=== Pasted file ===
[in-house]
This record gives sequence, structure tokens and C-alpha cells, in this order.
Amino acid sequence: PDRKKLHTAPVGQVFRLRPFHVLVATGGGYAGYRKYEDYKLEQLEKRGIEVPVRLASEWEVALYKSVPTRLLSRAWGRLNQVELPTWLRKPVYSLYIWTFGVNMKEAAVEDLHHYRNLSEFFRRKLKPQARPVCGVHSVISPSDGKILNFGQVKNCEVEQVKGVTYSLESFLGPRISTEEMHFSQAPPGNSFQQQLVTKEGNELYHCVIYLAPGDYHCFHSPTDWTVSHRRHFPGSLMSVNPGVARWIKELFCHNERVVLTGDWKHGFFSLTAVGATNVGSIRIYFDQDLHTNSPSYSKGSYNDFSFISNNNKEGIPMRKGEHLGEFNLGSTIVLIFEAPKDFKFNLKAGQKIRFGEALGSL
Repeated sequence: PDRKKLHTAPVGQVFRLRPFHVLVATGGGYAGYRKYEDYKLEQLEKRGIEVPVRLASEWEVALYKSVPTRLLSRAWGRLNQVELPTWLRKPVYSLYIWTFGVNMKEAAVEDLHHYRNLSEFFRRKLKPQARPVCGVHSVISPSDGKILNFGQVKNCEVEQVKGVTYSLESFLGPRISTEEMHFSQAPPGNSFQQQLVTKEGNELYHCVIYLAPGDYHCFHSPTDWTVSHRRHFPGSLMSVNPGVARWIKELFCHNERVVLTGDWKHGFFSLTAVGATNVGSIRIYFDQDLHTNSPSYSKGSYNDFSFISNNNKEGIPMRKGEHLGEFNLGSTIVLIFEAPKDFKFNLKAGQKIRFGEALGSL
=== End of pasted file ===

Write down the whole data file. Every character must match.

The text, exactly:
[in-house]
This record gives sequence, structure tokens and C-alpha cells, in this order.
Amino acid sequence: PDRKKLHTAPVGQVFRLRPFHVLVATGGGYAGYRKYEDYKLEQLEKRGIEVPVRLASEWEVALYKSVPTRLLSRAWGRLNQVELPTWLRKPVYSLYIWTFGVNMKEAAVEDLHHYRNLSEFFRRKLKPQARPVCGVHSVISPSDGKILNFGQVKNCEVEQVKGVTYSLESFLGPRISTEEMHFSQAPPGNSFQQQLVTKEGNELYHCVIYLAPGDYHCFHSPTDWTVSHRRHFPGSLMSVNPGVARWIKELFCHNERVVLTGDWKHGFFSLTAVGATNVGSIRIYFDQDLHTNSPSYSKGSYNDFSFISNNNKEGIPMRKGEHLGEFNLGSTIVLIFEAPKDFKFNLKAGQKIRFGEALGSL
Repeated sequence: PDRKKLHTAPVGQVFRLRPFHVLVATGGGYAGYRKYEDYKLEQLEKRGIEVPVRLASEWEVALYKSVPTRLLSRAWGRLNQVELPTWLRKPVYSLYIWTFGVNMKEAAVEDLHHYRNLSEFFRRKLKPQARPVCGVHSVISPSDGKILNFGQVKNCEVEQVKGVTYSLESFLGPRISTEEMHFSQAPPGNSFQQQLVTKEGNELYHCVIYLAPGDYHCFHSPTDWTVSHRRHFPGSLMSVNPGVARWIKELFCHNERVVLTGDWKHGFFSLTAVGATNVGSIRIYFDQDLHTNSPSYSKGSYNDFSFISNNNKEGIPMRKGEHLGEFNLGSTIVLIFEAPKDFKFNLKAGQKIRFGEALGSL